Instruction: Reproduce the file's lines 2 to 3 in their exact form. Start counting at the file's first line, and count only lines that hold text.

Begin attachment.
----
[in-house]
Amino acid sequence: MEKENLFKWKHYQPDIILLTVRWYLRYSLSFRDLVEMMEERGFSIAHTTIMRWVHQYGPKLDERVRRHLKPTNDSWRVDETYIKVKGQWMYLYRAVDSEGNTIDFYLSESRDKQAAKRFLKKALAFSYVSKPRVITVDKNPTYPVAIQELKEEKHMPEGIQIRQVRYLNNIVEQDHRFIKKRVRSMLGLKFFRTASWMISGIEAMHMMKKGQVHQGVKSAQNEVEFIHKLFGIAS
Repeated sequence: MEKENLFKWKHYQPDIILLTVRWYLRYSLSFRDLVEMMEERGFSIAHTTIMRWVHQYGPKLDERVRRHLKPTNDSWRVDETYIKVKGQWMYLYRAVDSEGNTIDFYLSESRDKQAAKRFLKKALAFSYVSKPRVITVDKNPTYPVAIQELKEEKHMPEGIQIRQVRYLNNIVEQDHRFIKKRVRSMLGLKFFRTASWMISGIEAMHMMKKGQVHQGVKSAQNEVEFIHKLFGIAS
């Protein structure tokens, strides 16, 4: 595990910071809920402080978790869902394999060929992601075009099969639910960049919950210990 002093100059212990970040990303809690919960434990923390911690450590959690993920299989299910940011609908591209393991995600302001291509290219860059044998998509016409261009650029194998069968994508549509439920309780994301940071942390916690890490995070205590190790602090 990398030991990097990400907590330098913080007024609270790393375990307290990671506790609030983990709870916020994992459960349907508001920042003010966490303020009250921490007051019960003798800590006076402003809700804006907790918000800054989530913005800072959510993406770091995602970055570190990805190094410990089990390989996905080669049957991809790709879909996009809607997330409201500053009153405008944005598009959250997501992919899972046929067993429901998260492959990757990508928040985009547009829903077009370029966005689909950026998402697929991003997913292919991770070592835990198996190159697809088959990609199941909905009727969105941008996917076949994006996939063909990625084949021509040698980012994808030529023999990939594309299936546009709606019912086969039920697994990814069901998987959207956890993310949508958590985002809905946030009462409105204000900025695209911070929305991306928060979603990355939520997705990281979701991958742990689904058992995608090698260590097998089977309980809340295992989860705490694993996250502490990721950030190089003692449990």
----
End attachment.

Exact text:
Amino acid sequence: MEKENLFKWKHYQPDIILLTVRWYLRYSLSFRDLVEMMEERGFSIAHTTIMRWVHQYGPKLDERVRRHLKPTNDSWRVDETYIKVKGQWMYLYRAVDSEGNTIDFYLSESRDKQAAKRFLKKALAFSYVSKPRVITVDKNPTYPVAIQELKEEKHMPEGIQIRQVRYLNNIVEQDHRFIKKRVRSMLGLKFFRTASWMISGIEAMHMMKKGQVHQGVKSAQNEVEFIHKLFGIAS
Repeated sequence: MEKENLFKWKHYQPDIILLTVRWYLRYSLSFRDLVEMMEERGFSIAHTTIMRWVHQYGPKLDERVRRHLKPTNDSWRVDETYIKVKGQWMYLYRAVDSEGNTIDFYLSESRDKQAAKRFLKKALAFSYVSKPRVITVDKNPTYPVAIQELKEEKHMPEGIQIRQVRYLNNIVEQDHRFIKKRVRSMLGLKFFRTASWMISGIEAMHMMKKGQVHQGVKSAQNEVEFIHKLFGIAS